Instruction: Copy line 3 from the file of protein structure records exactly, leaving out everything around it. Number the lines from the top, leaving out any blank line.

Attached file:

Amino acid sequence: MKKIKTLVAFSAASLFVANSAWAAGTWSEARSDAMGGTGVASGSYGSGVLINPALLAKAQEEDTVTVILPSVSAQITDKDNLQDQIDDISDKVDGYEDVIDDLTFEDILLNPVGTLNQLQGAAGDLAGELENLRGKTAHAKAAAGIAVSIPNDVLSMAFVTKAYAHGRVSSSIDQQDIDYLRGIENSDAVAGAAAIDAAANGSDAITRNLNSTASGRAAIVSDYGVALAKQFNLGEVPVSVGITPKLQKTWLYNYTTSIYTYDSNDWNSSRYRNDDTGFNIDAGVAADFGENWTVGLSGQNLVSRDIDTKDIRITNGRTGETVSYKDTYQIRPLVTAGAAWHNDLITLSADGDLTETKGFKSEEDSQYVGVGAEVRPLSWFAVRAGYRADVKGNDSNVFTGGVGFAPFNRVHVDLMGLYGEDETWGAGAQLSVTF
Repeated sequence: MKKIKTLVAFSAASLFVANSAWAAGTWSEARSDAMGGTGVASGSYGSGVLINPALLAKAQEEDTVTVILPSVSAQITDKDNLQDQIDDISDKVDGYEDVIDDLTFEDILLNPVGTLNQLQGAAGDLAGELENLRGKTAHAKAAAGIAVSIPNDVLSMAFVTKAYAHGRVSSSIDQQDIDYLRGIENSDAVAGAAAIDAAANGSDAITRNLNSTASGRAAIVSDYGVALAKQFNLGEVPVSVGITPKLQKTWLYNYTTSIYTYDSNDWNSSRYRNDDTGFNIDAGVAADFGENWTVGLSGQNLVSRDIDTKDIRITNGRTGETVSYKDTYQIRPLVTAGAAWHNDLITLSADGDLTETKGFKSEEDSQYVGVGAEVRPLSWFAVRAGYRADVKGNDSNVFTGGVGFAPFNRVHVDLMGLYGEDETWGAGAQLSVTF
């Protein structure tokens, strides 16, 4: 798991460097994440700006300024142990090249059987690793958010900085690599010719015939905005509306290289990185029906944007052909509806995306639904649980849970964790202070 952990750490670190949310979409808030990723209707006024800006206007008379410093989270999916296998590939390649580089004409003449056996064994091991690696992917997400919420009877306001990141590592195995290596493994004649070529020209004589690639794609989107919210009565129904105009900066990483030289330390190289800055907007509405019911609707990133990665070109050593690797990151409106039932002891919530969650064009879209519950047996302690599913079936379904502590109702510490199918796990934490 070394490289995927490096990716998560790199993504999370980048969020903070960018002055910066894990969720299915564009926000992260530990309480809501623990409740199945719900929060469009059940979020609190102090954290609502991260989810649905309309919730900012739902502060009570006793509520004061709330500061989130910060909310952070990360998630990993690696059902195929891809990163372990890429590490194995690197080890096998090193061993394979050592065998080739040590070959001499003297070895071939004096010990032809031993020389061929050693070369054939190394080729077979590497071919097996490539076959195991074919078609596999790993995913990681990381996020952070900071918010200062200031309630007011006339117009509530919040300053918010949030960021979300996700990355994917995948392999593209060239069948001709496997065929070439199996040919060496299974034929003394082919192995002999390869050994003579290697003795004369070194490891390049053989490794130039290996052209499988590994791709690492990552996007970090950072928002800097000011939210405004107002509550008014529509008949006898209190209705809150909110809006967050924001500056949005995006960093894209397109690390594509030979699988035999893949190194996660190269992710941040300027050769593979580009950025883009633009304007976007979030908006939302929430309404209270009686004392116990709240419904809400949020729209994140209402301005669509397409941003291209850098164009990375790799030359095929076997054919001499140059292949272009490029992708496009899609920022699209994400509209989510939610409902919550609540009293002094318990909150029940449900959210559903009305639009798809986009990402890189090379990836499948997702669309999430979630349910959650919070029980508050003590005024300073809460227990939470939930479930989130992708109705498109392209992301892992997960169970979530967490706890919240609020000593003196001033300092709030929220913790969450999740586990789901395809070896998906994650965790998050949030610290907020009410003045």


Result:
């Protein structure tokens, strides 16, 4: 798991460097994440700006300024142990090249059987690793958010900085690599010719015939905005509306290289990185029906944007052909509806995306639904649980849970964790202070 952990750490670190949310979409808030990723209707006024800006206007008379410093989270999916296998590939390649580089004409003449056996064994091991690696992917997400919420009877306001990141590592195995290596493994004649070529020209004589690639794609989107919210009565129904105009900066990483030289330390190289800055907007509405019911609707990133990665070109050593690797990151409106039932002891919530969650064009879209519950047996302690599913079936379904502590109702510490199918796990934490 070394490289995927490096990716998560790199993504999370980048969020903070960018002055910066894990969720299915564009926000992260530990309480809501623990409740199945719900929060469009059940979020609190102090954290609502991260989810649905309309919730900012739902502060009570006793509520004061709330500061989130910060909310952070990360998630990993690696059902195929891809990163372990890429590490194995690197080890096998090193061993394979050592065998080739040590070959001499003297070895071939004096010990032809031993020389061929050693070369054939190394080729077979590497071919097996490539076959195991074919078609596999790993995913990681990381996020952070900071918010200062200031309630007011006339117009509530919040300053918010949030960021979300996700990355994917995948392999593209060239069948001709496997065929070439199996040919060496299974034929003394082919192995002999390869050994003579290697003795004369070194490891390049053989490794130039290996052209499988590994791709690492990552996007970090950072928002800097000011939210405004107002509550008014529509008949006898209190209705809150909110809006967050924001500056949005995006960093894209397109690390594509030979699988035999893949190194996660190269992710941040300027050769593979580009950025883009633009304007976007979030908006939302929430309404209270009686004392116990709240419904809400949020729209994140209402301005669509397409941003291209850098164009990375790799030359095929076997054919001499140059292949272009490029992708496009899609920022699209994400509209989510939610409902919550609540009293002094318990909150029940449900959210559903009305639009798809986009990402890189090379990836499948997702669309999430979630349910959650919070029980508050003590005024300073809460227990939470939930479930989130992708109705498109392209992301892992997960169970979530967490706890919240609020000593003196001033300092709030929220913790969450999740586990789901395809070896998906994650965790998050949030610290907020009410003045």